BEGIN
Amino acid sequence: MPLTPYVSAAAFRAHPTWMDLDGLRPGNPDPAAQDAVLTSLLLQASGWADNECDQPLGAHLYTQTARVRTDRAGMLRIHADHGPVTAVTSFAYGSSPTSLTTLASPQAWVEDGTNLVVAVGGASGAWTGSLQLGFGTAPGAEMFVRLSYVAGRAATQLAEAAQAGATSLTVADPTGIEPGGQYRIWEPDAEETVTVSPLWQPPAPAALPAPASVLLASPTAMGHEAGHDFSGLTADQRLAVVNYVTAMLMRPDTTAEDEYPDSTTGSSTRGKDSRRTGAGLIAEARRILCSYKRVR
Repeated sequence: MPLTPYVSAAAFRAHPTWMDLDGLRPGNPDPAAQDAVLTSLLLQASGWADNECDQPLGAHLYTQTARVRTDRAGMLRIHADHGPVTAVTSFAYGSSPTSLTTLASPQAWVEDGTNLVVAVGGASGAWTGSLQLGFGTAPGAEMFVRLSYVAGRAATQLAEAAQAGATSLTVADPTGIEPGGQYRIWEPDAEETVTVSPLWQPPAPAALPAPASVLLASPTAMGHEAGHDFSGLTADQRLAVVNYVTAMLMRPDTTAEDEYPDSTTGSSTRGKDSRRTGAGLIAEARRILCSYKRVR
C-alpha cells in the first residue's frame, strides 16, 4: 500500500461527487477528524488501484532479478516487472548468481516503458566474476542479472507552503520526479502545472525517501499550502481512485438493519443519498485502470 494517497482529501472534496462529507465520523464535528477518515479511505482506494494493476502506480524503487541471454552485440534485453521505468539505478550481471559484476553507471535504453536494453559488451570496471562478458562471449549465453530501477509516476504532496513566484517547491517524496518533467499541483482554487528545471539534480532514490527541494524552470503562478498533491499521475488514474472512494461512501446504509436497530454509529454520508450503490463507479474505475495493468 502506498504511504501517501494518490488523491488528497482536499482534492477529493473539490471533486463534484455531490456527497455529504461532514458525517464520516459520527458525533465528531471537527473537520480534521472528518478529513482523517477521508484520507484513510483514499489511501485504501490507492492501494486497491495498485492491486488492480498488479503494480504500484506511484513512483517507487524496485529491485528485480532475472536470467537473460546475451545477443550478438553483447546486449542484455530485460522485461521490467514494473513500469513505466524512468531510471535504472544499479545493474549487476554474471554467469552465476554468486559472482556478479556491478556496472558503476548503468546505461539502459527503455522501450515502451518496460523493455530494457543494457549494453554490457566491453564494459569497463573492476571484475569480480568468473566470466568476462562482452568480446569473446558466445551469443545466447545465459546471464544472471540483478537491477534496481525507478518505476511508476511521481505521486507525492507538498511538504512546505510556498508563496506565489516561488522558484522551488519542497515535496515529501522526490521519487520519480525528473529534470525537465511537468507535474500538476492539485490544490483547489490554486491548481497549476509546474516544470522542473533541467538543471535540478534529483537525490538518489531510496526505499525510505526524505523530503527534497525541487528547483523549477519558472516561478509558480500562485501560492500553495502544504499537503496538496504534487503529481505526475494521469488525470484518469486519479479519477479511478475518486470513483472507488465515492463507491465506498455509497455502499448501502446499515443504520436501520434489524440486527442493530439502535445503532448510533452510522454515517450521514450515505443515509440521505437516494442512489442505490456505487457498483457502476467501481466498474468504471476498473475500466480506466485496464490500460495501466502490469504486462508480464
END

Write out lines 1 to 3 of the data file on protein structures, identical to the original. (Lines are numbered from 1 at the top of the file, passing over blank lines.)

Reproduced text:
Amino acid sequence: MPLTPYVSAAAFRAHPTWMDLDGLRPGNPDPAAQDAVLTSLLLQASGWADNECDQPLGAHLYTQTARVRTDRAGMLRIHADHGPVTAVTSFAYGSSPTSLTTLASPQAWVEDGTNLVVAVGGASGAWTGSLQLGFGTAPGAEMFVRLSYVAGRAATQLAEAAQAGATSLTVADPTGIEPGGQYRIWEPDAEETVTVSPLWQPPAPAALPAPASVLLASPTAMGHEAGHDFSGLTADQRLAVVNYVTAMLMRPDTTAEDEYPDSTTGSSTRGKDSRRTGAGLIAEARRILCSYKRVR
Repeated sequence: MPLTPYVSAAAFRAHPTWMDLDGLRPGNPDPAAQDAVLTSLLLQASGWADNECDQPLGAHLYTQTARVRTDRAGMLRIHADHGPVTAVTSFAYGSSPTSLTTLASPQAWVEDGTNLVVAVGGASGAWTGSLQLGFGTAPGAEMFVRLSYVAGRAATQLAEAAQAGATSLTVADPTGIEPGGQYRIWEPDAEETVTVSPLWQPPAPAALPAPASVLLASPTAMGHEAGHDFSGLTADQRLAVVNYVTAMLMRPDTTAEDEYPDSTTGSSTRGKDSRRTGAGLIAEARRILCSYKRVR
C-alpha cells in the first residue's frame, strides 16, 4: 500500500461527487477528524488501484532479478516487472548468481516503458566474476542479472507552503520526479502545472525517501499550502481512485438493519443519498485502470 494517497482529501472534496462529507465520523464535528477518515479511505482506494494493476502506480524503487541471454552485440534485453521505468539505478550481471559484476553507471535504453536494453559488451570496471562478458562471449549465453530501477509516476504532496513566484517547491517524496518533467499541483482554487528545471539534480532514490527541494524552470503562478498533491499521475488514474472512494461512501446504509436497530454509529454520508450503490463507479474505475495493468 502506498504511504501517501494518490488523491488528497482536499482534492477529493473539490471533486463534484455531490456527497455529504461532514458525517464520516459520527458525533465528531471537527473537520480534521472528518478529513482523517477521508484520507484513510483514499489511501485504501490507492492501494486497491495498485492491486488492480498488479503494480504500484506511484513512483517507487524496485529491485528485480532475472536470467537473460546475451545477443550478438553483447546486449542484455530485460522485461521490467514494473513500469513505466524512468531510471535504472544499479545493474549487476554474471554467469552465476554468486559472482556478479556491478556496472558503476548503468546505461539502459527503455522501450515502451518496460523493455530494457543494457549494453554490457566491453564494459569497463573492476571484475569480480568468473566470466568476462562482452568480446569473446558466445551469443545466447545465459546471464544472471540483478537491477534496481525507478518505476511508476511521481505521486507525492507538498511538504512546505510556498508563496506565489516561488522558484522551488519542497515535496515529501522526490521519487520519480525528473529534470525537465511537468507535474500538476492539485490544490483547489490554486491548481497549476509546474516544470522542473533541467538543471535540478534529483537525490538518489531510496526505499525510505526524505523530503527534497525541487528547483523549477519558472516561478509558480500562485501560492500553495502544504499537503496538496504534487503529481505526475494521469488525470484518469486519479479519477479511478475518486470513483472507488465515492463507491465506498455509497455502499448501502446499515443504520436501520434489524440486527442493530439502535445503532448510533452510522454515517450521514450515505443515509440521505437516494442512489442505490456505487457498483457502476467501481466498474468504471476498473475500466480506466485496464490500460495501466502490469504486462508480464